The Asia Pacific region is home to more than half of the world’s population, with diverse societies, cultures, economies and regulatory regimes. As rapid economic development, population growth and urbanisation lead to increased insurance penetration, Asia Pacific represents a key area of growth in the global marketplace.
In Asia Pacific, relatively fewer insurance companies are rated by one or more of the global rating agencies (A.M. Best, Fitch, Moody’s and S&P). Therefore, regulatory requirements are the drivers behind capital requirements for most insurance companies in Asia Pacific, rather than rating agency requirements, which are generally the drivers of capital requirements for companies in the US and Europe.
With many insurance and reinsurance companies already investing in this region and seeking to take advantage of the growth opportunities, an expert insight into these markets is crucial. Aon Benfield’s local teams have produced the “Asia Pacific Solvency Regulation” book providing detailed non-life solvency calculation requirements for selected markets in this region.
Risk based capital regimes in Asia Pacific
The regulatory regimes are evolving rapidly in Asia Pacific, focussing on developing a risk based capital (RBC) framework or strengthening existing solvency requirements. The International Association of Insurance Supervisors (IAIS) – the global standard-setter for the insurance industry – issued new Insurance Core Principles (ICPs) in relation to RBC requirements in late 2011. All insurance supervisors are obliged to comply with these new ICPs as soon as practicable. In Asia Pacific, we are seeing countries releasing or refining their criteria regularly, and companies are struggling to keep pace with the changes.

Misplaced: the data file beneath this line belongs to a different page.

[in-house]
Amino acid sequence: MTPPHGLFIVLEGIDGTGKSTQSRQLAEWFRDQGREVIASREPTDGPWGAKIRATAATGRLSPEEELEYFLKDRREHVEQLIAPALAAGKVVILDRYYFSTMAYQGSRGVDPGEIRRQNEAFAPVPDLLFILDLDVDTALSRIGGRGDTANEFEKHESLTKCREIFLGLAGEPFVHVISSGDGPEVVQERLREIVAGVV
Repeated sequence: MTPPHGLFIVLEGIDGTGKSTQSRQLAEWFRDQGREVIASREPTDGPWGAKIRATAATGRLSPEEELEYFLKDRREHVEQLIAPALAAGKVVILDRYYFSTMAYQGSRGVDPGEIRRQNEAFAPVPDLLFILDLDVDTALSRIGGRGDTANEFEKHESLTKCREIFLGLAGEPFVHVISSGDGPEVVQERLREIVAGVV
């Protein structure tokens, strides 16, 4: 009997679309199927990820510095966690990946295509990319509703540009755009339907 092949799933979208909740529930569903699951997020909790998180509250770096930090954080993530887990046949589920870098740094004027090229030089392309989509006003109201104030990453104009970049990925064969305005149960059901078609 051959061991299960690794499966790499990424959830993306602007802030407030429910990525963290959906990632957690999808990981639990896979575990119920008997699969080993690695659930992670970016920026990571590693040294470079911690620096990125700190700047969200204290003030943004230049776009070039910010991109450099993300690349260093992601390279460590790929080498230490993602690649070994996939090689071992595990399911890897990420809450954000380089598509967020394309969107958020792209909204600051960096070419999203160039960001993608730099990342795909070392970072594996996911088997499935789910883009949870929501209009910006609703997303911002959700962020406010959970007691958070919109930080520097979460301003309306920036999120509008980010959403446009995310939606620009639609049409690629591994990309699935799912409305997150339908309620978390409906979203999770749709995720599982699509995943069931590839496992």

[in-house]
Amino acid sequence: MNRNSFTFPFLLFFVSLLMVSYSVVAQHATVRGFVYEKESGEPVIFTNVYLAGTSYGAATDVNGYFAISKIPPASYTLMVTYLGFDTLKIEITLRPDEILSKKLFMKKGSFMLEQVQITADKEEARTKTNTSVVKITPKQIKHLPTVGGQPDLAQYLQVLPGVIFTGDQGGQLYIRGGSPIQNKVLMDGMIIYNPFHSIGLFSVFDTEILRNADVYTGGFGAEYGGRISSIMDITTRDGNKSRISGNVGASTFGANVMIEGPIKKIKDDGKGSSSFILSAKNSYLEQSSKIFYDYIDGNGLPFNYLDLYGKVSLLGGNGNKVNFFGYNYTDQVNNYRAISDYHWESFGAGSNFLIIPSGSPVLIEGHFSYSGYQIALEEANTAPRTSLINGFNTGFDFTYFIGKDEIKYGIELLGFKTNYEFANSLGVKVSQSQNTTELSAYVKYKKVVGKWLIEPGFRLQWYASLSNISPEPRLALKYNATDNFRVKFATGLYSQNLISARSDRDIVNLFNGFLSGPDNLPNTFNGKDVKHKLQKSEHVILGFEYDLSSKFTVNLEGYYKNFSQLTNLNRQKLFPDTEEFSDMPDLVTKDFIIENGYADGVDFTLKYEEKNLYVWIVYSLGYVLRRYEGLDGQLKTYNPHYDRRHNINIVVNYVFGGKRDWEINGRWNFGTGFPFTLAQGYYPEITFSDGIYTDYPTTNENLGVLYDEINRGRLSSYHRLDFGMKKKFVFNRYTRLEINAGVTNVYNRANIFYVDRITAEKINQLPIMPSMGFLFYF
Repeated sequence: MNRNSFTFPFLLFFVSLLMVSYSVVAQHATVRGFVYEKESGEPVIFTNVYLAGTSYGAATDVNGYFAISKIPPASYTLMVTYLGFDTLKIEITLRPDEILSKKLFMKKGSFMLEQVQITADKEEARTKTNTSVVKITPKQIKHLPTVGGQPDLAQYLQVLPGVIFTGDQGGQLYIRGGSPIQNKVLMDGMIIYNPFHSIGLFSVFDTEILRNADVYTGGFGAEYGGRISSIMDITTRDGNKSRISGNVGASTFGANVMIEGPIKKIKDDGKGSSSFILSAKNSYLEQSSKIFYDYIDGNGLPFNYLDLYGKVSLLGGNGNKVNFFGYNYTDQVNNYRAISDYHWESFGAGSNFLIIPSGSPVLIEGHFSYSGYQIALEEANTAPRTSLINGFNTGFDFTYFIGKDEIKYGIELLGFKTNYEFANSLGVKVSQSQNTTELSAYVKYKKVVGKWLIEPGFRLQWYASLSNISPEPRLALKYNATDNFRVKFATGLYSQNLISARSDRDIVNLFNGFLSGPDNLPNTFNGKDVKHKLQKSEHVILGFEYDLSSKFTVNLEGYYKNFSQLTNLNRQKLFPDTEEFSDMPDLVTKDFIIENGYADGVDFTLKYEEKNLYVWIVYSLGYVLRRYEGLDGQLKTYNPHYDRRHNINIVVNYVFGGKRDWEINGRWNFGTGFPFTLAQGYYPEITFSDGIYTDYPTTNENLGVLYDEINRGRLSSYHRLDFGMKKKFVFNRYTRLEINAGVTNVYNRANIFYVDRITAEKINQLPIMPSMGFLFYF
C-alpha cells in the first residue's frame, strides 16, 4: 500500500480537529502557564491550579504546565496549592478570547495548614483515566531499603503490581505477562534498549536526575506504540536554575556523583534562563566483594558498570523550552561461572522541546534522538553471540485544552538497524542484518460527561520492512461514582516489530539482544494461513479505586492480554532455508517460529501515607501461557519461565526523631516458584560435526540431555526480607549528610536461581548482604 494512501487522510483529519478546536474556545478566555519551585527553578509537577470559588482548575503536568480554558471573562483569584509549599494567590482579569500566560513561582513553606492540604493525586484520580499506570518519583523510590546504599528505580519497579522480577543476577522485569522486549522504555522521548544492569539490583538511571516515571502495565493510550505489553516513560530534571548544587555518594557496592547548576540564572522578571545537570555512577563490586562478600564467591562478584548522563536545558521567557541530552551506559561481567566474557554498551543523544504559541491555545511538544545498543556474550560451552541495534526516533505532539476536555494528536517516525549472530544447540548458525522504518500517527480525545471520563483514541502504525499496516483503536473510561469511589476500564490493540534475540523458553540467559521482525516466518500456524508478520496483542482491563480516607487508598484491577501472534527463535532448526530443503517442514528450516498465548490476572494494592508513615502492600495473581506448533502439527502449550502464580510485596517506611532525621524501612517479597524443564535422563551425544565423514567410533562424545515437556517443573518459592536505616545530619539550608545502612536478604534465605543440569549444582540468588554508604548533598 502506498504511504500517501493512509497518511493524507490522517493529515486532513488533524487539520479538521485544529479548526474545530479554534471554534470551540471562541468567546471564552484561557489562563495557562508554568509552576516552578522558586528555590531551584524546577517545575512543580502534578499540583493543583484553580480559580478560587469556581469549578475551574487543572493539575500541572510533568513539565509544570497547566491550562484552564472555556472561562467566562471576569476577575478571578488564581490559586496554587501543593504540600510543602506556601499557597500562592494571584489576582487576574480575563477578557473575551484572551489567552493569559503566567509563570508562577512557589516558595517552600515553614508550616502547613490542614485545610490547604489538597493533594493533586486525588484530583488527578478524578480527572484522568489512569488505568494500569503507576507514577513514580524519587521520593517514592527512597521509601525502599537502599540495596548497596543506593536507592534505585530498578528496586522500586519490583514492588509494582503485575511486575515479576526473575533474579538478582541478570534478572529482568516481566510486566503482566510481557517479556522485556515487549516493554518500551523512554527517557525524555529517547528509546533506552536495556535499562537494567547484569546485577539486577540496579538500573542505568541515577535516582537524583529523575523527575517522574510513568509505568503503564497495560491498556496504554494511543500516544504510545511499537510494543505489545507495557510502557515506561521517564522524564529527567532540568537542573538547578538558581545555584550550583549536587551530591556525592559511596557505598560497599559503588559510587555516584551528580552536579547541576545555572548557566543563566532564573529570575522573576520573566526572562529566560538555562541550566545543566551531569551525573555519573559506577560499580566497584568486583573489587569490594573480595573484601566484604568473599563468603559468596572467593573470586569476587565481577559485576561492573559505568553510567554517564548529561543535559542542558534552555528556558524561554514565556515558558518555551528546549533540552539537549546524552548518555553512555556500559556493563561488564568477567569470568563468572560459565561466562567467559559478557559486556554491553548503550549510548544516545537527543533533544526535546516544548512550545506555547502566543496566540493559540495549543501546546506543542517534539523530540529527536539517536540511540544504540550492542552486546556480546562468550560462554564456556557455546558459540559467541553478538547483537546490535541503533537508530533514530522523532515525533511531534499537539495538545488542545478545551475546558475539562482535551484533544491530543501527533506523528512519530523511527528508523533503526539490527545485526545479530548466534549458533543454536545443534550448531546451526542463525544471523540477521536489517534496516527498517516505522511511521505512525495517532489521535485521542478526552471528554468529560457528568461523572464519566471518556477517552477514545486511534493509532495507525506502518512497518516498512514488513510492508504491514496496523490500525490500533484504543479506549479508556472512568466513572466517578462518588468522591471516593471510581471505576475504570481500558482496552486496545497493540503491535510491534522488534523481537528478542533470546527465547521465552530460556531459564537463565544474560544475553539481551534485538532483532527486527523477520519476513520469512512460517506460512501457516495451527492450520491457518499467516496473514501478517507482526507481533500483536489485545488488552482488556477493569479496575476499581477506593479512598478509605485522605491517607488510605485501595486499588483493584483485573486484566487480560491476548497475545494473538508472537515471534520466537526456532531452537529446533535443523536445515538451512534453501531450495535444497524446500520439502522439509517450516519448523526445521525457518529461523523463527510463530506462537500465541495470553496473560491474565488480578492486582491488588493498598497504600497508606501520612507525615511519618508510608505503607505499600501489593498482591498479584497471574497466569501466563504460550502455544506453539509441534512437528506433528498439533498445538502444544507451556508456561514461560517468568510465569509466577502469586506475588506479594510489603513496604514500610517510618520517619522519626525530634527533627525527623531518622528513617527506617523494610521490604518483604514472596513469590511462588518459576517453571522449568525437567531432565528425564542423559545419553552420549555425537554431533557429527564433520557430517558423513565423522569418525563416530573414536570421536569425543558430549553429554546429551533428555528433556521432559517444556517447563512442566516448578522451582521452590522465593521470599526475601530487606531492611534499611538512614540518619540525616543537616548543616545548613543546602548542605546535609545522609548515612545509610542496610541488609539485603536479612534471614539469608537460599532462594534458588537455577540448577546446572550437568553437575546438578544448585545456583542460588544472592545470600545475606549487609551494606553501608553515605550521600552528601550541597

As such, Aon Benfield has updated this solvency regulation book on an annual basis. The latest version, launched in March 2015, is the fifth annual publication of this book. It details the non-life solvency requirements of 20 jurisdictions in Asia Pacific. They include: Australia, Brunei, China, Hong Kong, India, Indonesia, Japan, Korea (Republic of), Macau, Malaysia, Myanmar, New Zealand, Sri Lanka, Taiwan, Thailand and Vietnam.
Aimed at multi-national insurers and reinsurers, including firms looking to expand overseas, the report provides an understanding and benchmarking of the existing methodologies adopted by regulators.
Asia Pacific has been identified as an area of growth and, as new capital flows in, companies will continue to take advantage of opportunities so a clear understanding of the status quo and future regulatory changes is very important.
Solvency regulation highlights in Asia
Key findings from the 2015 report include:
China had the most significant change since last year
While regulatory evolution occurs throughout Asia Pacific, the introduction of China’s second-generation solvency regime China Risk Oriented Solvency System (C-ROSS) will have significant impact on the fast-growing insurance
Previously, Chinese solvency capital was only decided by an insurer’s size, but now it takes into consideration insurance/catastrophe, asset and credit risk, plus hard-to-quantify risks such as operational, reputational and liquidity risk.
After four versions of consultation papers of C-ROSS, the regulator issued the final version in February 2015 and the industry is now in C-ROSS transition period.
Regional trends: Asia-Pacific is strengthening its solvency regulations